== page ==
Monday, April 23, 2012

High system time utilization on fast machine

Problem:


Recently we hit some performance problem on a system running a heavy Oracle application. Occasionally when more than 100 "end of day" batch jobs are automatically submitted by a Job control system in the early morning, no more new users can login into Oracle (alert log shows many lines of ORA-609: that is, could not attach to incoming connection).

By only concentrating on Oracle performance, it could not figure out any particular clue.
The already logged in users and applications can still work, Oracle workload is not high.

Then we asked UNIX administrator to send us some snapshots of vmstat(AIX NMON report even better),  immediately it turns out that Runqueues, Kernel thread context switches, system cpu utilization are extremely high in comparing to normal operation.

Here are two entries of vmstat, one is in normal time, another is during batch (problem) time.

kthr  faults         cpu        time



----- ------------  ---------  --------
  r       sy     cs  us sy id   hr mi se
 37   250806   7412  34  2 64   09:53:39  << normal time
185    87914  34261  12 80  8   02:52:44  << batch  time

At the end of this Blog, a complete simplified test codes are appended and can be tested on AIX and Solaris.

Analysis:


The application is running on high end IBM AIX server with many cores(Physical CPUs).
When 100 batch jobs are submitted, most of them can be scheduled to "Running" state,
however, there is a single config file to be read, hence inherently creating a single point of contention (bottleneck). IO is normal not fast as CPU. The faster the CPU, the higher contention.

Here is what AIX default Scheduler (SCHED_OTHER) would do. When a "New" process is inserted into system, it is first put into "Ready". Then scheduler brings it to "Running" state, in this case, it has to wait IO, thus switches to "Preempted" state, and later back again to "Ready" state, eventually waits scheduler to bring into "Running" state again.  Thus it yields CPU to other processes. Since all these processes have the same characteristics,  they will go through many such life cycles. Therefore system ends up spending majority of time in frequent Kernel thread context switches instead of applications work. This phenomenon of "thrashing" causes high system CPU utilization because of single file competing.

The problem occurs only when system baseload (the load when launching batch jobs) achieves certain high.

As tools, vmstat and sar are used for CPU, filemon for file IO. In AIX, nmon report could provide much rich information. By using "ps -efl" (or Berkeley Standards "ps glew"), one can see many <defunct> and <exiting> processes (more than 50 each) during problem time. This is because batchload forks loadconf into background and it quits before children processes terminate, and children processes becomes "orphan".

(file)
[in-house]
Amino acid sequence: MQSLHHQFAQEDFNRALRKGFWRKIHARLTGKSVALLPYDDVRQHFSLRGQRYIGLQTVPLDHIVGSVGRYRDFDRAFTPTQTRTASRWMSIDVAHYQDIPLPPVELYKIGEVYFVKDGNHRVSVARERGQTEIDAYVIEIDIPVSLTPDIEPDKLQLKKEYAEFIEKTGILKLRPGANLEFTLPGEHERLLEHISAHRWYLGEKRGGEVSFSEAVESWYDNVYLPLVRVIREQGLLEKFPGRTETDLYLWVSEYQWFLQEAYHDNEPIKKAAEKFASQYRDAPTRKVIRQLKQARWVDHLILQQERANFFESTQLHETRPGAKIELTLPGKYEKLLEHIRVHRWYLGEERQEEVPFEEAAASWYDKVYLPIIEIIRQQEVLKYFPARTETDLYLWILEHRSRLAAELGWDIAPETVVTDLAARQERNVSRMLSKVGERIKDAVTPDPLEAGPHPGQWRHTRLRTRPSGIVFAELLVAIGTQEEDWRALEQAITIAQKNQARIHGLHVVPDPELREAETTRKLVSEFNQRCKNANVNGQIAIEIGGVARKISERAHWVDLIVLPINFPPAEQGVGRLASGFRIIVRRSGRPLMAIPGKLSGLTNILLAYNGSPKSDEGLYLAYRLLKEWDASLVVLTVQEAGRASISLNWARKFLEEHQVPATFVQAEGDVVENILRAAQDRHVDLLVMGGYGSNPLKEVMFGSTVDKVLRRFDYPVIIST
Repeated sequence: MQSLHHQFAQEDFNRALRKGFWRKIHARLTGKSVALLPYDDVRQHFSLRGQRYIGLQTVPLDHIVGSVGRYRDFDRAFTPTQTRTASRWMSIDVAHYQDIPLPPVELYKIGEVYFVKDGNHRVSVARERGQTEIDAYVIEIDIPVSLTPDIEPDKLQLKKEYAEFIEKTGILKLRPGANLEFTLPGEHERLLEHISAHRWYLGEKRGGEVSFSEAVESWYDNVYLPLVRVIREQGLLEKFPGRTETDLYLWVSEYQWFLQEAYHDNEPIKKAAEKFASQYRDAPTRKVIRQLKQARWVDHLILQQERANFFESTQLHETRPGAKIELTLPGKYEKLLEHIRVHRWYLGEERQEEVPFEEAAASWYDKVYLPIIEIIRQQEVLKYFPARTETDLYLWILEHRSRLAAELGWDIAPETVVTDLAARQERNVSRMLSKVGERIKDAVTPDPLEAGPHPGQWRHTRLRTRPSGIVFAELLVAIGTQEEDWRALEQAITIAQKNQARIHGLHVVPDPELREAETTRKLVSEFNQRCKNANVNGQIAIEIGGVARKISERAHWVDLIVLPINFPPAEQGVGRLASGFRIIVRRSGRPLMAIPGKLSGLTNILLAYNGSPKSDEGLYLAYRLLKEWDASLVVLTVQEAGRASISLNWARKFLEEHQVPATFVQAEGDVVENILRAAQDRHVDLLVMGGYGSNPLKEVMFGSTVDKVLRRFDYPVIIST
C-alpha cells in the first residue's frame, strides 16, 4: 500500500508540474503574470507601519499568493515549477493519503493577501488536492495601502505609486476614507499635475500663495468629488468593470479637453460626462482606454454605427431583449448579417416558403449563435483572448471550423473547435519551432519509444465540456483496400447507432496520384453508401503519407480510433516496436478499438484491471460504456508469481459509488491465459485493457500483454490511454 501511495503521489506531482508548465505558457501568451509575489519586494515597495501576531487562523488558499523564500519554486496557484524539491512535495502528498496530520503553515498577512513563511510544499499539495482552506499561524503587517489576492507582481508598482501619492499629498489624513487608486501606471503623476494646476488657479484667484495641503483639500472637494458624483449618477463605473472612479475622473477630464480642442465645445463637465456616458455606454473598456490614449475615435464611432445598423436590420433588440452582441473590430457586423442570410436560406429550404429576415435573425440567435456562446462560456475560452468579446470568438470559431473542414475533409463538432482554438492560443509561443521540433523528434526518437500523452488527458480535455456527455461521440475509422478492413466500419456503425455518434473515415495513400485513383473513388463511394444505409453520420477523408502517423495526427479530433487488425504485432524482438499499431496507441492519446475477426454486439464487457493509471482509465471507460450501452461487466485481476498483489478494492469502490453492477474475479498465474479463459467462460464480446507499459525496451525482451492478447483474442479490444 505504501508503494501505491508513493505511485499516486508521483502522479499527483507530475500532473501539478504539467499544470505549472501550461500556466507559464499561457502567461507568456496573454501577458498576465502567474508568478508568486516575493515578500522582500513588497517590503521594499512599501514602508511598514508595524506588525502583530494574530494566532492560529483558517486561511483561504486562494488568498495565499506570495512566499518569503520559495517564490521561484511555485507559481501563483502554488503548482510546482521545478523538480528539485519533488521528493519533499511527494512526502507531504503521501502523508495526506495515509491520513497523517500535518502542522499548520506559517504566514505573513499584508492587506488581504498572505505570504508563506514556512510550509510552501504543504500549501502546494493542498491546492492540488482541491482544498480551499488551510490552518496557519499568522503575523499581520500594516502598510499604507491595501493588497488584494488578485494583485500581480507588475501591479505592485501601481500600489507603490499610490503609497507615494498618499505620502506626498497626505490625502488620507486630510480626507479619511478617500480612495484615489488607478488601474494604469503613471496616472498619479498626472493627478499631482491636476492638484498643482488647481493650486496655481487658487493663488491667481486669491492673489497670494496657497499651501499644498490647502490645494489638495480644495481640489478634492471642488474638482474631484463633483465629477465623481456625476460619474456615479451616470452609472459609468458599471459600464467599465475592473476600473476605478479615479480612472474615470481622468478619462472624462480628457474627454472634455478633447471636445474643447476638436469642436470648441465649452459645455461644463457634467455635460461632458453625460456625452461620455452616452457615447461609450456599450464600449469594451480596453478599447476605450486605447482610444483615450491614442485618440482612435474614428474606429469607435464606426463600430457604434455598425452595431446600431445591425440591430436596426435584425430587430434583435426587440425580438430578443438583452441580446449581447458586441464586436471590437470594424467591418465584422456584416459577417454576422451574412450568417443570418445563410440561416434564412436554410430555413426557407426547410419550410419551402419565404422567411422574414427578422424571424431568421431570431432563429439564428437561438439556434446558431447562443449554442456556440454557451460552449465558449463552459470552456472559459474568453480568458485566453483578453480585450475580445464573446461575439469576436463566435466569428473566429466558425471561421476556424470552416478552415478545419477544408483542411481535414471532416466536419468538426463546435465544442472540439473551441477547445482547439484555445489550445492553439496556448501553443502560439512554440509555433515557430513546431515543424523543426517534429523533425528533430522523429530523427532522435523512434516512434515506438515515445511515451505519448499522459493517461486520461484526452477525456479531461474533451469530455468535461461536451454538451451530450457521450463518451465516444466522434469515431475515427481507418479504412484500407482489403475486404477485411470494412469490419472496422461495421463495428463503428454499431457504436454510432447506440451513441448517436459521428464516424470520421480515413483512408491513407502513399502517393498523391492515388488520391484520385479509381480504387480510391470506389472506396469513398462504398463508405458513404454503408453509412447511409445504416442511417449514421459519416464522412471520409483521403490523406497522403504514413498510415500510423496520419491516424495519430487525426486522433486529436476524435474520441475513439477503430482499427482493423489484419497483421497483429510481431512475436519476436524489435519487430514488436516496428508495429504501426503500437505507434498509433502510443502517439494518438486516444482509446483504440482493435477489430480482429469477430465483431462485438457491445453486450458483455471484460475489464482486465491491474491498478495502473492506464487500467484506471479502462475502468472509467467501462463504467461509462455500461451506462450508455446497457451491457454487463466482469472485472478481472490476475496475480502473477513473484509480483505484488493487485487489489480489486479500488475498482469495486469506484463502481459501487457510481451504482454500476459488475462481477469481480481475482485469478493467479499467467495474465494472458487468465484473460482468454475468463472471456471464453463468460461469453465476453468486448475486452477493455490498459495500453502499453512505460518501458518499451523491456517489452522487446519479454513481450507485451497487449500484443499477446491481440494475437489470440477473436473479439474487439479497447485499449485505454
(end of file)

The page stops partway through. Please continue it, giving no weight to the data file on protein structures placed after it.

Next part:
When monitoring the CPU performance, it is better to check CPU utilization instead of RunQueue since CPU utilization is an average over an interval, whereas RunQueue is a sampling (for example in vmstat),  normally by a frequency of 100 microseconds, however, today’s CPU ticks in nanosecond. Thus RunQueue can not be very precise. For instance, submitting 100 jobs does not mean RunQueue showing 100. In fact, Nyquist sampling theorem requires the sampling should be double fast.

On Solaris, paper (http://www.solarisinternals.com/wiki/images/2/28/Technocrat-util.pdf)
has a profound discussion on run queues and demonstrates how to
tracks the insertion of runnable threads onto CPU run queues with a DTrace script.
One thing I noticed is that "System calls" in vmstat does not necessarily coincide
with Runqueues and context switches. That is still not clear to me.
This Blog also shows that finding the root cause is paramount for Oracle Performance troubleshooting.

Fix:


A quick fix is to insert a sleep after sending each job so that CPU power is mitigated to reduce the IO burden.

Test Codes:

  1.  Script-1 creates a config file, which looks like JAVA's properties file.
  2.  Script-2 reads the config file.
  3.  Script-3 launches N batch jobs in background.
Test can be performed by calling on one UNIX session:
      batchload 100
and at same time running vmstat on a second session.

Script-1 confcreate

#!/bin/ksh
#    usage:  confcreate
count=0
max=1000
configfile="conf"

while [[ $count -lt $max ]]
do
  print "name$count=val$count" >> $configfile
  count=$((count + 1))
done

Script-2 loadconf

#!/bin/ksh
#    usage:  loadconf
count=0
max=1000
configfile="conf"

while [[ $count -lt $max ]]
do
 val=$(awk -F"=" "/^(name$count)=/"'{print $2}' conf)
  count=$((count + 1))
# some Sqlplus script to do the business 
done

Script-3 batchload


#!/bin/ksh
#    usage:   . ./batchload 100
count=0
max=$1

while [[ $count -lt $max ]]
do
 ./loadconf &
 print batchload $count at $(date)
#  sleep 2                            # sleep to relent CPU
  count=$((count + 1))
done